Child custody during the school year often looks different than it does during the summer months. In the summer, kids are more likely to spend more time with the parent who does not have primary custody. Suddenly, instead of working around two sets of firmly set schedules, there are three or more schedules to contend with.
If one of the parents needs to move out of state, this too needs to be considered in order to make it possible for both parents to play a healthy role in their child's life. Also, as a child gets older, they will develop more of their own extra-curricular interests, and may start to have a stronger opinion on where they want to be.
It's for these reasons and others that child custody arrangements are often revisited when it is time to head back to school. Here are some suggestions on how to address parenting time issues during the school year.
Plan around the school calendar
The school year must be considered when developing a parenting plan. Many schools let the kids off for a couple days during conference time. Some take a week for the winter holidays and another week in the spring. Some take longer. There's also quarter or semester breaks. It's a good idea to plan for unplanned breaks, such as when a child is ill, or if the school is closed due to bad weather.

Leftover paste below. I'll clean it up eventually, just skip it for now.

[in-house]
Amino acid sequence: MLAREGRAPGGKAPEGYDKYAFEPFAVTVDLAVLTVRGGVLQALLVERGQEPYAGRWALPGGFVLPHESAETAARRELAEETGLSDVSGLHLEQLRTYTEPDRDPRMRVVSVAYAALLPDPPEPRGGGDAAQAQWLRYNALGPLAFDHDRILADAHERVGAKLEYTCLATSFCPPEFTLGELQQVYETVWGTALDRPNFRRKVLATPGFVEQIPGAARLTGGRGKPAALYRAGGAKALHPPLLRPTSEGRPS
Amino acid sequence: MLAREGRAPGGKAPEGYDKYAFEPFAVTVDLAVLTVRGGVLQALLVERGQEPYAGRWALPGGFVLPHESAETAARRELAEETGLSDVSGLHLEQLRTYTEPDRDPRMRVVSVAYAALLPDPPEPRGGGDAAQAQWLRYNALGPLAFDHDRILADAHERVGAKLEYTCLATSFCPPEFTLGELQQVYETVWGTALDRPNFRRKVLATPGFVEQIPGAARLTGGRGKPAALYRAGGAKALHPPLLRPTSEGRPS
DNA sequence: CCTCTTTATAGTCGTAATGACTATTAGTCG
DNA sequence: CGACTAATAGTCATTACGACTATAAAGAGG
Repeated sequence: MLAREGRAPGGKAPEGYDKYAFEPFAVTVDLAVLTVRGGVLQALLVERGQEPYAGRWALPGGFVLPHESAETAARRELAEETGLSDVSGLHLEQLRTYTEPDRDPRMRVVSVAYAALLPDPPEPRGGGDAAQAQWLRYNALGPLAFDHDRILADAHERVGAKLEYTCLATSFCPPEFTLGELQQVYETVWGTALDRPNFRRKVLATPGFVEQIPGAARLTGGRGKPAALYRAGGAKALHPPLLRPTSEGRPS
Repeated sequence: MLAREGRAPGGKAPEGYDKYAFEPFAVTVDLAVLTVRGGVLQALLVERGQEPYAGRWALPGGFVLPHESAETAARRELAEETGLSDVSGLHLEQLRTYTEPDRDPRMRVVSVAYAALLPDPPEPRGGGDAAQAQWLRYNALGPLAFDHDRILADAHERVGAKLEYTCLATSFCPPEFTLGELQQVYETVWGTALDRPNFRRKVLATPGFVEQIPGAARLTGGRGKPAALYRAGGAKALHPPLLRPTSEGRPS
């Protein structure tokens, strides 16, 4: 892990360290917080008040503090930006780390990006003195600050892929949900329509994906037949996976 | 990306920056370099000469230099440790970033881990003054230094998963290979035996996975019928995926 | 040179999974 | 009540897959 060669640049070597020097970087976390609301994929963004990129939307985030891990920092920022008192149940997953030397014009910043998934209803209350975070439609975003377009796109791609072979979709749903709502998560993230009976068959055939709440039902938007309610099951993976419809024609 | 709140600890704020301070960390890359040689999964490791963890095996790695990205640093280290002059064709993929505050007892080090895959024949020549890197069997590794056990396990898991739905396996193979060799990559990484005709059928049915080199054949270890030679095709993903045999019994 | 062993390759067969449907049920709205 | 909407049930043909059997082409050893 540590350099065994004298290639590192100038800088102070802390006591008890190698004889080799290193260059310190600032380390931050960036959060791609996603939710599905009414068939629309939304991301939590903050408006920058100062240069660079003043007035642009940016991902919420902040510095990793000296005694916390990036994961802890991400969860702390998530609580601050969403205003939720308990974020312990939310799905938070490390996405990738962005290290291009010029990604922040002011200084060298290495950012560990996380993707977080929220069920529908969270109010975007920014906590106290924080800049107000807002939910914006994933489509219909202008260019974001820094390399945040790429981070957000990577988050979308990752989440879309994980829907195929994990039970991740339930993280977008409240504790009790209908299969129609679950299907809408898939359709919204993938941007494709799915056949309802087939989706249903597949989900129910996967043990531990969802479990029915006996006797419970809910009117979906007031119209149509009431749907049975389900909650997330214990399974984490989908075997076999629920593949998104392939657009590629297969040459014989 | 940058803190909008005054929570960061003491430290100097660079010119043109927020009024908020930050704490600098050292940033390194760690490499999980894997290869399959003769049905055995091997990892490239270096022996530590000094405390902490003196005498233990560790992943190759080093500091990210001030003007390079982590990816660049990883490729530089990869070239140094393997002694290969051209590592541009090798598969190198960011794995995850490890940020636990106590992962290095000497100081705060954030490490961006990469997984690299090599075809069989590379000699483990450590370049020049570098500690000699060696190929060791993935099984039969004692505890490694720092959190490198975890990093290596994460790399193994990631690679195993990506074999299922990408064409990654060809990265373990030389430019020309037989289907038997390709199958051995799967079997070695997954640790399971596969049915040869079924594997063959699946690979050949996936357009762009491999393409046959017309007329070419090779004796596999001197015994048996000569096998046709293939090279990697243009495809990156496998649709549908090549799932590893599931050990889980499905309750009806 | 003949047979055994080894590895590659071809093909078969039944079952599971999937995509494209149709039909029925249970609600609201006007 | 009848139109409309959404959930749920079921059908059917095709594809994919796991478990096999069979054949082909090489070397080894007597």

In many joint custody situations, either parent may be asked to be available in any of these situations. It's important to find a fair way to share both the fun vacation time, as well as the not so fun little emergencies (like sick days). For example, if both parents live near each other, one parent could be assigned to handle emergencies the first 15 days of the month. The other parent could be the primary "on call" parent for the remainder of the month. Whatever the arrangement is, it should be as consistent as possible, so the child has a sense of what to expect.
Create rules for the holidays
Where kids spend their holidays is a common sticking point for many divorced families. Some trade off taking Thanksgiving and Christmas, or even try and find a way for kids to spend the holiday with each parent on the same day. If travel is part of the holiday celebration, it is important to work out a fair compromise that allows for both parents to spend special holiday time with the kids, without asking that the kids miss out on new opportunities.
Whether it is soccer practice, music lessons, or a part time job, a child's after school schedule can start to infringe on time with both parents. These schedules need to be examined as well. Neither parent should be forced to give up more time than the other.
Being a parent isn't easy, and balancing the co-parenting duties with another person makes the task even harder. These tips can help you understand the different dilemmas that may arise and how to address each of them in your custody arrangement. As always, it is essential to involve your lawyer when you make changes to a custody plan.